I’m often asked, being an atheist, what my motivation in life is. Okay, I’m kidding, nobody’s ever asked me that. But if someone were to ask me why, if I believe there is no purpose to life, I continue to be optimistic about (some) things, continue to believe that people are (basically) good, I would direct them to this wonderful passage-in-verse I found a while ago at Pharyngula:
I believe in time,
matter, and energy,
which make up the whole of the world.
I believe in reason, evidence and the human mind,
the only tools we have;
they are the product of natural forces
in a majestic but impersonal universe,
grander and richer than we can imagine,
a source of endless opportunities for discovery.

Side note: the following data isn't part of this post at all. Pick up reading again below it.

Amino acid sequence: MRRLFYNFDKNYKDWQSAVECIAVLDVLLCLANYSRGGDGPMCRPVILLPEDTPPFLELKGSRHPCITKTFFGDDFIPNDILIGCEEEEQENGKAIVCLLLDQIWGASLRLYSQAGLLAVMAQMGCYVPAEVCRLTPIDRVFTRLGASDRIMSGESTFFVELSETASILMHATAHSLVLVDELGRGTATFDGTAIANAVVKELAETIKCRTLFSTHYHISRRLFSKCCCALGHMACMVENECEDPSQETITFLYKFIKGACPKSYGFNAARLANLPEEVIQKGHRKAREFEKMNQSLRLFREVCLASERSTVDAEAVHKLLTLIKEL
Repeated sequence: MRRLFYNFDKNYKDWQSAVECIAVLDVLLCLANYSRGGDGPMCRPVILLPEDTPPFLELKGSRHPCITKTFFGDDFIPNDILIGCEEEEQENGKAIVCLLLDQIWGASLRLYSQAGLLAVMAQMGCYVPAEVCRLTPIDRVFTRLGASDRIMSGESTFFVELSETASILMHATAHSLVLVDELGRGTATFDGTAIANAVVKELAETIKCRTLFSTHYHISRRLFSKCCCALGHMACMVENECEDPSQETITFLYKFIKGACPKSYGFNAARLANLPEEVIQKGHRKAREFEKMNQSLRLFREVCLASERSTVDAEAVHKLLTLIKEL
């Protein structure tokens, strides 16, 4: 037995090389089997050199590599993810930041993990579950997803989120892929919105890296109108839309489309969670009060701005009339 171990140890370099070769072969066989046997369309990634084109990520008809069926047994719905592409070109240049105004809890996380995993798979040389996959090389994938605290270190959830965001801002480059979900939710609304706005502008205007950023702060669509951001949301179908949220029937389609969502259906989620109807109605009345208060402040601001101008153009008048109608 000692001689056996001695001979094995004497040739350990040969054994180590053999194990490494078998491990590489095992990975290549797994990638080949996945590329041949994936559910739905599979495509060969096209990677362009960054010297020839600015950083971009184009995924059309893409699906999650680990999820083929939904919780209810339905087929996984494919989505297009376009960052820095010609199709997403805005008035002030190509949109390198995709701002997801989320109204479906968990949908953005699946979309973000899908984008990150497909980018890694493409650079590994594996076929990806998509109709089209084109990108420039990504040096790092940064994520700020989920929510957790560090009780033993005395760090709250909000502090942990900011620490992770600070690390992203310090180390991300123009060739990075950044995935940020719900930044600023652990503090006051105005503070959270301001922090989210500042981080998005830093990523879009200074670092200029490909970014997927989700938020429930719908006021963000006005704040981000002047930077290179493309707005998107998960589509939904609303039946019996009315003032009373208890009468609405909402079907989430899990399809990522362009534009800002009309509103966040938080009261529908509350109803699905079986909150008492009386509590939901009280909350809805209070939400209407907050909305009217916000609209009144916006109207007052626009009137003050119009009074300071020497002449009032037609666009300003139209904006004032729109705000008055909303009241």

I believe in the power of doubt;
I do not seek out reassurances,
but embrace the question,
and strive to challenge my own beliefs.
I accept human mortality.
We have but one life,
brief and full of struggle,
leavened with love and community,
learning and exploration,
beauty and the creation of
new life, new art, and new ideas.
I rejoice in this life that I have,
and in the grandeur of a world that preceded me,
and an earth that will abide without me.
I would also point them to this comic at xkcd, and say I’m the guy in the hat.
For most people, I suppose life is hard enough without the burden of knowing that everything they do is ultimately meaningless; that they are relatively simple collections of goo in an extraordinarily complex universe with nobody pulling the strings to favour them or their existence. I think this might explain why the religious among us get as upset as they do about blasphemy. I do, however, prefer knowing the truth, even if it isn’t entirely pleasant at first, to not knowing the truth and living in false hope. (I also don’t presume to be better at being able to handle the truth than anybody else, which is one reason I’m not averse to arguing with people about belief and non-belief).